Taubenberger, Jeffery (NIAID)
Influenza virus is a major public health concern, causing up to 500,000 deaths annually. The current strategy of reformulating vaccines annually against dominant circulating strains leads to variable protective efficacy and is unlikely to protect against novel influenza viruses with pandemic potential. Thus, there is a great need for a vaccine that provides “universal” protection against influenza viruses.
This technology relates to a broadly protective, universal influenza vaccine candidate composed of a mixture of virus-like particles (VLPs) expressing the hemagglutinin protein or the neuraminidase protein from influenza virus strains belonging to different virus subtypes. Vaccinating animals with a mixture of VLPs expressing four or more hemagglutinin subtypes provides broad and heterosubtypic protection against lethal challenge with influenza virus strains in both mice and ferrets. This vaccine technology has great potential to provide protection against both annual epidemic and pandemic-potential influenza viruses.
This virus-like particle (VLP) vaccine technology for influenza viruses, based on a mixture of VLPs expressing the hemagglutinin protein or the neuraminidase protein from influenza virus strains belonging to different virus subtypes, has demonstrated broad protection against lethal challenge in mice with various influenza virus strains and virus subtypes. Results from ferret and mouse studies demonstrate broad heterosubtypic protection against various influenza virus subtypes further supporting and strengthening the proposed application of this technology as a universal influenza virus vaccine.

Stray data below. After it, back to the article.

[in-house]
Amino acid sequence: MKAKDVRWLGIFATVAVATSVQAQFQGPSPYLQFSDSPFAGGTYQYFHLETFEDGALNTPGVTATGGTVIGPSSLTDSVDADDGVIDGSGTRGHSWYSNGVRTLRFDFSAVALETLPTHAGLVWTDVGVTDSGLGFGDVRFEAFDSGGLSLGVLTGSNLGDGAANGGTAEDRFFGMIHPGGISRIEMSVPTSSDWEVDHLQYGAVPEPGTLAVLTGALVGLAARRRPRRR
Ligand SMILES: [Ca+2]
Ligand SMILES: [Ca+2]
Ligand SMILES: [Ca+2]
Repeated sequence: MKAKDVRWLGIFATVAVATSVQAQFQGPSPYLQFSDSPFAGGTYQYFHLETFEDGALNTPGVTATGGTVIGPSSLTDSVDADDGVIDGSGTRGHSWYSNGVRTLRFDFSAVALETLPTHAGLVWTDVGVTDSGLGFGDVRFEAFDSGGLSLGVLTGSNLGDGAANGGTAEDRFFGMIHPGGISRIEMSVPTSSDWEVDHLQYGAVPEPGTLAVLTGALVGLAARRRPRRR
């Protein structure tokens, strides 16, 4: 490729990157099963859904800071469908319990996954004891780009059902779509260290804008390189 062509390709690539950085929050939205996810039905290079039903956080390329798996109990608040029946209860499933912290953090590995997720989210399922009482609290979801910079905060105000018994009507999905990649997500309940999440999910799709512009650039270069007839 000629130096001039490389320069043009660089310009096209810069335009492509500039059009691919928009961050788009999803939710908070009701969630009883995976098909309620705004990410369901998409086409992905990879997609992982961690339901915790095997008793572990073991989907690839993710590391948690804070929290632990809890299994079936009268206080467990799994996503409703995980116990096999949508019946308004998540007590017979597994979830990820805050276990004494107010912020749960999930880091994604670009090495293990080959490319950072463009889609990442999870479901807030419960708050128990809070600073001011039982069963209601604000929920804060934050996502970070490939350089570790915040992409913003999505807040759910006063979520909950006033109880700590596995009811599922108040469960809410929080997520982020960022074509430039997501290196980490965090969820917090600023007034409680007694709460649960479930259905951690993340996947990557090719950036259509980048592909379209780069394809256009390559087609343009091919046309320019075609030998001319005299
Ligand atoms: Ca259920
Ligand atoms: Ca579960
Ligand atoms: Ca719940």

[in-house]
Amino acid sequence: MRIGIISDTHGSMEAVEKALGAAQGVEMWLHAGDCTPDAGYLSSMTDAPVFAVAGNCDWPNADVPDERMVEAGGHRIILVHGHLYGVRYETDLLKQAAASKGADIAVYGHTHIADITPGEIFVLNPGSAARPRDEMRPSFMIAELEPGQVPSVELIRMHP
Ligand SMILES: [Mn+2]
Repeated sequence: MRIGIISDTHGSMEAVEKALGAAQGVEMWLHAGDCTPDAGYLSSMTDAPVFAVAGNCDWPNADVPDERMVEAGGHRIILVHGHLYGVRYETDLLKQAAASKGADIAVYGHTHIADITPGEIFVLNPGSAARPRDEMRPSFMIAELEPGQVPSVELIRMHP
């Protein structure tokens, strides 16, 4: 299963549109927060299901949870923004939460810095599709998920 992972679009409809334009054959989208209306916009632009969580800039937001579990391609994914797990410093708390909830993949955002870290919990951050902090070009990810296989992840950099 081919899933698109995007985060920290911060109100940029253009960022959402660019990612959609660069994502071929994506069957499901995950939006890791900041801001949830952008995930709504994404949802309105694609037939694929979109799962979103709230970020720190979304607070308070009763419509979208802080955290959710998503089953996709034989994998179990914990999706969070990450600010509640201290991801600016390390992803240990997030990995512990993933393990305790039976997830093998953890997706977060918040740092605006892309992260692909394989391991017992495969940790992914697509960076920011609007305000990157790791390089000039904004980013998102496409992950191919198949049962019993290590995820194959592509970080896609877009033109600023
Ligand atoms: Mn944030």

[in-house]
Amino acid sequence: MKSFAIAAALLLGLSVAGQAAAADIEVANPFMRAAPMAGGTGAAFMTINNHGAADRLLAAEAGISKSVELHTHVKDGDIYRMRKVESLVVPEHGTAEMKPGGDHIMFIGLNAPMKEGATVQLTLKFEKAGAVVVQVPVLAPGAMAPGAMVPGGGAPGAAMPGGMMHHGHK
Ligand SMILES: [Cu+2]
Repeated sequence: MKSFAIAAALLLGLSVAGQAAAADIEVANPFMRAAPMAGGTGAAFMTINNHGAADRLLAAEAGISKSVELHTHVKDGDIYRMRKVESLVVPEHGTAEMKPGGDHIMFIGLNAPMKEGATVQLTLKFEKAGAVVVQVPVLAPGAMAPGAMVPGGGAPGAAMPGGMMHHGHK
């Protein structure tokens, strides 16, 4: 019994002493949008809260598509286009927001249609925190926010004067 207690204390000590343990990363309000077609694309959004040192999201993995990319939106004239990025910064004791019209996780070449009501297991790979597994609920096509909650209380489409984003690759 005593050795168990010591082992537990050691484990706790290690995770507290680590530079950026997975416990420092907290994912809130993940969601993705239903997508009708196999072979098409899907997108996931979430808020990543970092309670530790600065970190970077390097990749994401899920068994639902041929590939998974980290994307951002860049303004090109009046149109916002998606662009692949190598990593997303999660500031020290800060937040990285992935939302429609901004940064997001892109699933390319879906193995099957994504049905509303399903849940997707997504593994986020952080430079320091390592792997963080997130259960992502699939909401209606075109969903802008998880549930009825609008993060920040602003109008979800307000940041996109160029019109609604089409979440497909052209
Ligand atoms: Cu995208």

- Broad/universal protection against influenza viruses
- Does not require reformulating vaccine each year as is currently necessary with vaccines available on the market
- Can potentially provide protection against novel influenza viruses that may arise in the future, including potentially pandemic influenza viruses